Analysis: Debate comes up short again on policy proposals

By Len Lazarick

If elected again as Maryland’s governor, Bob Ehrlich would eliminate traditional pensions for new state employees and give them defined contribution plans like the 401(k)s that dominate the corporate world.

That’s one teensy bit of news – as in something you’ve never heard before – that came out of the second televised debate between the Republican ex-governor and incumbent Democrat Martin O’Malley.

[ EDITOR’S NOTE: Apparently this was not so new. Ehrlich made a similar comment to The Gazette editorial board Oct. 6 that was published toward the middle of an article by Alan Brody that ran Oct. 8.’s State Roundup linked to the story that day.]

O’Malley made no news on pension changes that employee and teacher unions supporting him might oppose. “This is a complex and difficult challenge,” he said, and would wait to see what a new pension commission would recommend.

Beyond that, the debate at The Washington Post added little information for anyone who’s been paying even passing attention to the six-month rematch of the two men.

The pension question from Derek McGinty of WUSA TV channel 9 and Ehrlich’s candid response raised the false hope that the candidates would finally begin giving concrete answers to what they would do in the next four years.

That hope evaporated when McGinty questioned whether O’Malley had played the race card against Ehrlich in Monday’s debate, and the candidates revived old disagreements.

Comes out swinging

At the outset, Ehrlich had come out of his corner swinging in a more focused fashion than he did on Monday. He complained that under the O’Malley regime, small businesses were “getting hammered.” O’Malley later complained that Ehrlich was constantly “talking down Maryland” and belittling the progress made in the city of Baltimore.

Ehrlich has promised to roll back the 20% increase in the sales tax O’Malley got passed, and was asked how he would replace the $600 million to $700 million that might cost a state already facing a $1 billion deficit. “I don’t believe we’ll lose that much money,” Ehrlich said, as consumers would buy more.

O’Malley retorted, “I think the answer to that last question, asked repeatedly was … He has no idea how would make up the $700-800 million shortfall.”

Neither man gave much idea of what they actually planned to do about a continuing budget shortfall. After talking about the sales tax, Ehrlich said, “I suspect we’ll get into the budget as well.” But the discussion never happened – as it hasn’t happened throughout the campaign.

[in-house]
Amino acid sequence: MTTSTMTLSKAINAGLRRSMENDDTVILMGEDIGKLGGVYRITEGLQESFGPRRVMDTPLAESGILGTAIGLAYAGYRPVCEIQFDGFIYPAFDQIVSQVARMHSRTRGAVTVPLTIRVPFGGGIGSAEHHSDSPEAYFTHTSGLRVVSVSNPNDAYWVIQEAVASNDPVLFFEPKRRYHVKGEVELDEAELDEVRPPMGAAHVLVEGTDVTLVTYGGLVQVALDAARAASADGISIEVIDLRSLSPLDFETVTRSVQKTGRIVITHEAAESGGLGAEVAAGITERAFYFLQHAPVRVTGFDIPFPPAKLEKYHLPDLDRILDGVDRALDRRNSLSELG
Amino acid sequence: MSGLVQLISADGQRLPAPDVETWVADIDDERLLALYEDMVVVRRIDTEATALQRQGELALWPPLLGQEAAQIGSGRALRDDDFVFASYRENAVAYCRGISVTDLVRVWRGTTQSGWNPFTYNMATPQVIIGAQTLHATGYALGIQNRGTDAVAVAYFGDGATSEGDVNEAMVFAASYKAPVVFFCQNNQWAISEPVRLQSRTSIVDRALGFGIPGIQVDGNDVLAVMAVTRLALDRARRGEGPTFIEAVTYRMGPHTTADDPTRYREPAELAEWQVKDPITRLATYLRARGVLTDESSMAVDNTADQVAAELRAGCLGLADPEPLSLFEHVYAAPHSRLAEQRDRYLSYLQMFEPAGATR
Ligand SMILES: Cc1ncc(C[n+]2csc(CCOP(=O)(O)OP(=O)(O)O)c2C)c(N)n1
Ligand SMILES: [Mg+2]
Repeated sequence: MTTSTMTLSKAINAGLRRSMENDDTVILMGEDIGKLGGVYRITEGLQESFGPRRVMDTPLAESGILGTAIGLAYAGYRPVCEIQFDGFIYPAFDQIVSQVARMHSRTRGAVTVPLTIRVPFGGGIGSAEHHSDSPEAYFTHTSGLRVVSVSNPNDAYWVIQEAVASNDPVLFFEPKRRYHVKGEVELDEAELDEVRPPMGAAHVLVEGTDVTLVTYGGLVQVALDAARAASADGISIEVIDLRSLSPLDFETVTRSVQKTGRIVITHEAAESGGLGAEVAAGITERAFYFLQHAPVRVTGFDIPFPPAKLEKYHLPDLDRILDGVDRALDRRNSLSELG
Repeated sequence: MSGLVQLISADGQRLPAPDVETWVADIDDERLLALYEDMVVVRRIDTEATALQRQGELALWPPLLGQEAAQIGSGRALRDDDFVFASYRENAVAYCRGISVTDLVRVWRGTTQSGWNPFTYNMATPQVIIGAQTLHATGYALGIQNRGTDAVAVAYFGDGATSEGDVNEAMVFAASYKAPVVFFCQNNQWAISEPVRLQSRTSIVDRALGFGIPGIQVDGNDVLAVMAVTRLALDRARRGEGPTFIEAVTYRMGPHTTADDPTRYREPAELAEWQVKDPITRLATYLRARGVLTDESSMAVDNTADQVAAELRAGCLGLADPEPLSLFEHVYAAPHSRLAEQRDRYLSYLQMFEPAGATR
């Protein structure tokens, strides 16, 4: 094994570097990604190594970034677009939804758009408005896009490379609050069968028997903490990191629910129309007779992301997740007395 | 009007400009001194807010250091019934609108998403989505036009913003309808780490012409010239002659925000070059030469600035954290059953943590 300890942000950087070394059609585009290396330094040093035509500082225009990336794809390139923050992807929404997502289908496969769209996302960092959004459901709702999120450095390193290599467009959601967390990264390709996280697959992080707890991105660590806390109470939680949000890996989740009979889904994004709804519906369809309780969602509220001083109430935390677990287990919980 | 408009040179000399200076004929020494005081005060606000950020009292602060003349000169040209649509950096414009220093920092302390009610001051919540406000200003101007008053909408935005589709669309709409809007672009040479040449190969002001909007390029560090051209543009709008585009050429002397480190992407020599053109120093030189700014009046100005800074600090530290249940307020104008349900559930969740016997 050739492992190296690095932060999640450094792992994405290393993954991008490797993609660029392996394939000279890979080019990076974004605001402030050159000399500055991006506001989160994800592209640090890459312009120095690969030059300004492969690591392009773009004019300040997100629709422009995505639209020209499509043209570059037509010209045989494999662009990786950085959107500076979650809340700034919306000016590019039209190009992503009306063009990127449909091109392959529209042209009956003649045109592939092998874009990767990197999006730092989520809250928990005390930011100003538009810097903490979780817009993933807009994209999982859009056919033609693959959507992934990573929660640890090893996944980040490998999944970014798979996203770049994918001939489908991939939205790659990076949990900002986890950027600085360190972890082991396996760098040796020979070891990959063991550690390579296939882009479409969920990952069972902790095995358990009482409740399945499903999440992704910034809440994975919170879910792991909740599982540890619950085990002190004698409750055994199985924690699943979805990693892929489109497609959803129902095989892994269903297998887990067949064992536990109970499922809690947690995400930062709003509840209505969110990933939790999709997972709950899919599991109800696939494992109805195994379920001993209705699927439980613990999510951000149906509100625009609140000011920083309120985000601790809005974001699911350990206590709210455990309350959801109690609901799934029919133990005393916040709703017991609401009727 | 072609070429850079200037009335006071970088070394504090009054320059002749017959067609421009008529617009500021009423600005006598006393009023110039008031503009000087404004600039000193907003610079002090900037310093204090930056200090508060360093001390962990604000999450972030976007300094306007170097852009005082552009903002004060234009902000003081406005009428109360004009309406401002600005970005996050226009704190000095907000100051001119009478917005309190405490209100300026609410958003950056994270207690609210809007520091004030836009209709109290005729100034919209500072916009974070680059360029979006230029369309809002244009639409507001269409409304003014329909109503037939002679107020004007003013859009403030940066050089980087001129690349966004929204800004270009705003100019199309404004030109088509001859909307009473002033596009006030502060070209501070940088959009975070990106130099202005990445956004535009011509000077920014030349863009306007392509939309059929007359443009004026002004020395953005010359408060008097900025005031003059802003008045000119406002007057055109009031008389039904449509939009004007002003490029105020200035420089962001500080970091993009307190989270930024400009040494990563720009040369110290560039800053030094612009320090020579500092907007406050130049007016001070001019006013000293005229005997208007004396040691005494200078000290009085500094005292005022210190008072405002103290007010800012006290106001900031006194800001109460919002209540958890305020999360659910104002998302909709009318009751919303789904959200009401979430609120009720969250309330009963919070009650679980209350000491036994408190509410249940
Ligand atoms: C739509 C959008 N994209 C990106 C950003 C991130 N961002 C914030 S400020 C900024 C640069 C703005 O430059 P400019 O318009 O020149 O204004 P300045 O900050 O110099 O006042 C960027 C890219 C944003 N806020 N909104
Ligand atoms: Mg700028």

O’Malley accused Ehrlich of raising $3 billion in taxes and fees during his term and sponsored record spending. But O’Malley was pointing out the taxes not because he objected to them or wanted to roll them back – “Actually I haven’t said I’d repeal” the $2.50 a month “flush tax” for the Chesapeake Bay, for instance – but because the property tax hike, the higher corporate filing fees, and the increased car registration fees, as well as hefty increases in the budget in the last two years, show that Ehrlich couldn’t be trusted when he promised lower taxes and reduced spending.

“The former governor’s credibility on this issue is non-existent,” O’Malley said in one of the sharp barbs they tossed at each other.

The same went for O’Malley’s non-answer on the mounting debt from promised pensions when he noted that “the former governor never took a shot at addressing” the problems. He could have gone further, and noted that not only did Ehrlich not try to reduce pension benefits as governor, but he actually signed legislation increasing benefits for teachers and state employees that added $1.8 billion to pension liabilities. But that would have been a bit impolitic in that the major unions for educators and state workers strongly backed the increased benefits, and an overwhelming majority of the legislature went along.


The questioners from the Post, WUSA and WAMU tried hard to get specifics on job growth and other issues, and move the candidates off their familiar talking points with little success.

The questioners then tried to change the dynamic with offbeat questions that produced fairly inane answers about the Redskins and the Orioles.

What do voters not know about you? the candidates were asked. Ehrlich said it was his extensive knowledge of pop music from the late 60s and early 70s – he’s a fan of the Stylistics, for one thing.

As for O’Malley, he said, “My wife tells me I work too hard and need to come home earlier more nights of the week.” Wow, who would have thought?

What would have been a real revelation is what the next chief executive was actually going to do to balance the budget in the next two years without more federal aid. Cut taxes and school aid, as Ehrlich has suggested? Raise taxes, as O’Malley has refused to rule out?

Looks like we’ll have to wait for January’s budget proposal from the winner to find out.

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